Hypertext Webster Gateway: "back"

From Webster's Revised Unabridged Dictionary (1913) (web1913)

Back \Back\, n. [F. bac: cf. Arm. bak tray, bowl.]
1. A large shallow vat; a cistern, tub, or trough, used by
brewers, distillers, dyers, picklers, gluemakers, and
others, for mixing or cooling wort, holding water, hot
glue, etc.

{Hop back}, {Jack back}, the cistern which receives the
infusion of malt and hops from the copper.

{Wash back}, a vat in which distillers ferment the wort to
form wash.

{Water back}, a cistern to hold a supply of water; esp. a
small cistern at the back of a stove, or a group of pipes
set in the fire box of a stove or furnace, through which
water circulates and is heated.

2. A ferryboat. See {Bac}, 1.

From Webster's Revised Unabridged Dictionary (1913) (web1913)

Back \Back\, n. [As b[ae]c, bac; akin to Icel., Sw., & LG. bak,
Dan. bag; cf. OHG. bahho ham, Skr. bhaj to turn, OSlav. b?g?
flight. Cf. {Bacon}.]
1. In human beings, the hinder part of the body, extending
from the neck to the end of the spine; in other animals,
that part of the body which corresponds most nearly to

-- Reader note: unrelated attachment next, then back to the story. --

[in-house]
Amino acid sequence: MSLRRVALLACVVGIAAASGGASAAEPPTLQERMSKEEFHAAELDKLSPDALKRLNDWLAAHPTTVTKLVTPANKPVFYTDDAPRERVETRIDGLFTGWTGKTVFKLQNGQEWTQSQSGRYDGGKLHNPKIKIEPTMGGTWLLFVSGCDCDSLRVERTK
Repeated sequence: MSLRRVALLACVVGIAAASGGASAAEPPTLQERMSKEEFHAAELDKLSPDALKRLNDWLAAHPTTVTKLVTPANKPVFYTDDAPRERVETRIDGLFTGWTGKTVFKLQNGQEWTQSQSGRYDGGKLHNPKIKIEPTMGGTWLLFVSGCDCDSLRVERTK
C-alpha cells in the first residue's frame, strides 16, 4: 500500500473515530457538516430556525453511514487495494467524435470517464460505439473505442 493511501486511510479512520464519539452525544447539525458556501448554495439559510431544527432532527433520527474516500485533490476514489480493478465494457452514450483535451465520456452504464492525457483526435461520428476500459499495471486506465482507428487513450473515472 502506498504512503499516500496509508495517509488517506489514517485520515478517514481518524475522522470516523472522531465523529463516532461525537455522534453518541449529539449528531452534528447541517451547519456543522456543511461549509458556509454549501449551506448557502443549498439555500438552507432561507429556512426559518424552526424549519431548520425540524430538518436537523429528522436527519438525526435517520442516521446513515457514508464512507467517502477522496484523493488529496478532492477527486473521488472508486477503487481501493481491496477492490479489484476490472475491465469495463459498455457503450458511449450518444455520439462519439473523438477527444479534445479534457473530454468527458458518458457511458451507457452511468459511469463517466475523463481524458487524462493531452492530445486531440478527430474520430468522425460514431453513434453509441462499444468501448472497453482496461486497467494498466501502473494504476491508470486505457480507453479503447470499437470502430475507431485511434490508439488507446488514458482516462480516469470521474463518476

such part of a human being; as, the back of a horse, fish,
or lobster.

2. An extended upper part, as of a mountain or ridge.

[The mountains] their broad bare backs upheave Into
the clouds. --Milton.

3. The outward or upper part of a thing, as opposed to the
inner or lower part; as, the back of the hand, the back of
the foot, the back of a hand rail.

Methought Love pitying me, when he saw this, Gave me
your hands, the backs and palms to kiss. --Donne.

4. The part opposed to the front; the hinder or rear part of
a thing; as, the back of a book; the back of an army; the
back of a chimney.

5. The part opposite to, or most remote from, that which
fronts the speaker or actor; or the part out of sight, or
not generally seen; as, the back of an island, of a hill,
or of a village.

6. The part of a cutting tool on the opposite side from its
edge; as, the back of a knife, or of a saw.

7. A support or resource in reserve.

This project Should have a back or second, that
might hold, If this should blast in proof. --Shak.

8. (Naut.) The keel and keelson of a ship.

9. (Mining) The upper part of a lode, or the roof of a
horizontal underground passage.

10. A garment for the back; hence, clothing.

A bak to walken inne by daylight. --Chaucer.

{Behind one's back}, when one is absent; without one's
knowledge; as, to ridicule a person behind his back.

{Full back}, {Half back}, {Quarter back} (Football), players
stationed behind those in the front line.

{To be or lie on one's back}, to be helpless.

{To put}, {or get}, {one's back up}, to assume an attitude of
obstinate resistance (from the action of a cat when
attacked.). [Colloq.]

{To see the back of}, to get rid of.

{To turn the back}, to go away; to flee.